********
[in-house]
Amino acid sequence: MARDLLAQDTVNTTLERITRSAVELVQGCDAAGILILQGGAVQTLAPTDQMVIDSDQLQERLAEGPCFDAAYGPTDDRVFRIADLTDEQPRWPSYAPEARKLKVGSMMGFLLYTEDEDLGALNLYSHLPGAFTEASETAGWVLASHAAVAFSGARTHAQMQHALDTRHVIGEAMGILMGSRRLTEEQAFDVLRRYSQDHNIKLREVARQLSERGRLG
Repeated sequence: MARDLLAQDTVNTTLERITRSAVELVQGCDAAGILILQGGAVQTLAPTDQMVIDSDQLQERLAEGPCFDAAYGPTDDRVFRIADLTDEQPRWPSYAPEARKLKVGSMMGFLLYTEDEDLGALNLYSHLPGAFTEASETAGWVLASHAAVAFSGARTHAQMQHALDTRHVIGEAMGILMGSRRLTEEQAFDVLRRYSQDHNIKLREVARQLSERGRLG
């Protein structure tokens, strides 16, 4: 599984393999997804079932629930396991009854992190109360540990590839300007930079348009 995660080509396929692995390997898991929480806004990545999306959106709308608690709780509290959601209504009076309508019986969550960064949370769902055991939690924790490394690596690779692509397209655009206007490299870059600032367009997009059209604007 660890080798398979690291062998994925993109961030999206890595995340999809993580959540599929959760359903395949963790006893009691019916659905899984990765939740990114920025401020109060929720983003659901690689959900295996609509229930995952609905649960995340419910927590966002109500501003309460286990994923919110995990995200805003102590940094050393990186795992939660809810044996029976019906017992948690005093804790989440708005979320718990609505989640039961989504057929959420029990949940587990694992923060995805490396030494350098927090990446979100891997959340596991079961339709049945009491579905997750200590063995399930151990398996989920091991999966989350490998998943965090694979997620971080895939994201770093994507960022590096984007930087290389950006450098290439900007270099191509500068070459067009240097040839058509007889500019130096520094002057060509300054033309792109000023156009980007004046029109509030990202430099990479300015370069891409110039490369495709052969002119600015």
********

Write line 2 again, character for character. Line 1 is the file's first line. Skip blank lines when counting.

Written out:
Amino acid sequence: MARDLLAQDTVNTTLERITRSAVELVQGCDAAGILILQGGAVQTLAPTDQMVIDSDQLQERLAEGPCFDAAYGPTDDRVFRIADLTDEQPRWPSYAPEARKLKVGSMMGFLLYTEDEDLGALNLYSHLPGAFTEASETAGWVLASHAAVAFSGARTHAQMQHALDTRHVIGEAMGILMGSRRLTEEQAFDVLRRYSQDHNIKLREVARQLSERGRLG